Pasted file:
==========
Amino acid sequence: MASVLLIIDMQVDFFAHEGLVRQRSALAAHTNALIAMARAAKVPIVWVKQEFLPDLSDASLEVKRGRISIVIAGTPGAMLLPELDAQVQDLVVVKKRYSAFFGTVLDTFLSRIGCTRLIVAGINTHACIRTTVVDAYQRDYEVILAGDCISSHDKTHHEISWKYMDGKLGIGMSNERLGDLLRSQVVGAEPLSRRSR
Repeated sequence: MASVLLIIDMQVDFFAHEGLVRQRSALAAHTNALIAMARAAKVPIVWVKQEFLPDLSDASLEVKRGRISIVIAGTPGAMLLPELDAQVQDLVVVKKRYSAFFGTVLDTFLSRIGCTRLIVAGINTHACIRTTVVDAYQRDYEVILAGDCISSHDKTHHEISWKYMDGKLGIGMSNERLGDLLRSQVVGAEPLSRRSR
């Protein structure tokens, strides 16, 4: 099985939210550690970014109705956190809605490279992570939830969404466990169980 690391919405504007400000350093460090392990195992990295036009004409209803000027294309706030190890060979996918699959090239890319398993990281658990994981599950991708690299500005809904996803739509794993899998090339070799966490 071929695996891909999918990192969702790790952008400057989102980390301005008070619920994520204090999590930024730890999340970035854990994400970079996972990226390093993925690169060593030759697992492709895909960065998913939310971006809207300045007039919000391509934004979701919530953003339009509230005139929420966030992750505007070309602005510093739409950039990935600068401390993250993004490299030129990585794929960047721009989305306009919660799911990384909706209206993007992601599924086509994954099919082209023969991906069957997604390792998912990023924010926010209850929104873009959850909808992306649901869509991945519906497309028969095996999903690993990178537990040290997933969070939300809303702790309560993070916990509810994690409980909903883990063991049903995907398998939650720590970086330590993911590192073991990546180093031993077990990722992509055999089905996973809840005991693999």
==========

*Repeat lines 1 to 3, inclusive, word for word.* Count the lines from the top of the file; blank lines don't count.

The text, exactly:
Amino acid sequence: MASVLLIIDMQVDFFAHEGLVRQRSALAAHTNALIAMARAAKVPIVWVKQEFLPDLSDASLEVKRGRISIVIAGTPGAMLLPELDAQVQDLVVVKKRYSAFFGTVLDTFLSRIGCTRLIVAGINTHACIRTTVVDAYQRDYEVILAGDCISSHDKTHHEISWKYMDGKLGIGMSNERLGDLLRSQVVGAEPLSRRSR
Repeated sequence: MASVLLIIDMQVDFFAHEGLVRQRSALAAHTNALIAMARAAKVPIVWVKQEFLPDLSDASLEVKRGRISIVIAGTPGAMLLPELDAQVQDLVVVKKRYSAFFGTVLDTFLSRIGCTRLIVAGINTHACIRTTVVDAYQRDYEVILAGDCISSHDKTHHEISWKYMDGKLGIGMSNERLGDLLRSQVVGAEPLSRRSR
């Protein structure tokens, strides 16, 4: 099985939210550690970014109705956190809605490279992570939830969404466990169980 690391919405504007400000350093460090392990195992990295036009004409209803000027294309706030190890060979996918699959090239890319398993990281658990994981599950991708690299500005809904996803739509794993899998090339070799966490 071929695996891909999918990192969702790790952008400057989102980390301005008070619920994520204090999590930024730890999340970035854990994400970079996972990226390093993925690169060593030759697992492709895909960065998913939310971006809207300045007039919000391509934004979701919530953003339009509230005139929420966030992750505007070309602005510093739409950039990935600068401390993250993004490299030129990585794929960047721009989305306009919660799911990384909706209206993007992601599924086509994954099919082209023969991906069957997604390792998912990023924010926010209850929104873009959850909808992306649901869509991945519906497309028969095996999903690993990178537990040290997933969070939300809303702790309560993070916990509810994690409980909903883990063991049903995907398998939650720590970086330590993911590192073991990546180093031993077990990722992509055999089905996973809840005991693999």